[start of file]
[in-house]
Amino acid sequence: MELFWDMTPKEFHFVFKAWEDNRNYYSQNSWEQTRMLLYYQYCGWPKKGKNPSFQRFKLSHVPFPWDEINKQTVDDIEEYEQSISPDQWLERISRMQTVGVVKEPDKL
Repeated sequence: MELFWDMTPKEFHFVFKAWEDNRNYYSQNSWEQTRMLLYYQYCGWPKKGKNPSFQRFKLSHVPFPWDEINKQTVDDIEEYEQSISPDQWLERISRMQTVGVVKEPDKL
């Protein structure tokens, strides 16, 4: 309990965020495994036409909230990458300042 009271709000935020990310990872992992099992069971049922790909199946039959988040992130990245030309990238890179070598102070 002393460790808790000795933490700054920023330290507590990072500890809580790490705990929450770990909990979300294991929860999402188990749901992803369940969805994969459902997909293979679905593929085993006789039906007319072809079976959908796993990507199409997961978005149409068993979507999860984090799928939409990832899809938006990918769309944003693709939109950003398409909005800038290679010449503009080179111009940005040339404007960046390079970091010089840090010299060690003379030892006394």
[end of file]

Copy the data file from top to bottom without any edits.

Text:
[in-house]
Amino acid sequence: MELFWDMTPKEFHFVFKAWEDNRNYYSQNSWEQTRMLLYYQYCGWPKKGKNPSFQRFKLSHVPFPWDEINKQTVDDIEEYEQSISPDQWLERISRMQTVGVVKEPDKL
Repeated sequence: MELFWDMTPKEFHFVFKAWEDNRNYYSQNSWEQTRMLLYYQYCGWPKKGKNPSFQRFKLSHVPFPWDEINKQTVDDIEEYEQSISPDQWLERISRMQTVGVVKEPDKL
């Protein structure tokens, strides 16, 4: 309990965020495994036409909230990458300042 009271709000935020990310990872992992099992069971049922790909199946039959988040992130990245030309990238890179070598102070 002393460790808790000795933490700054920023330290507590990072500890809580790490705990929450770990909990979300294991929860999402188990749901992803369940969805994969459902997909293979679905593929085993006789039906007319072809079976959908796993990507199409997961978005149409068993979507999860984090799928939409990832899809938006990918769309944003693709939109950003398409909005800038290679010449503009080179111009940005040339404007960046390079970091010089840090010299060690003379030892006394």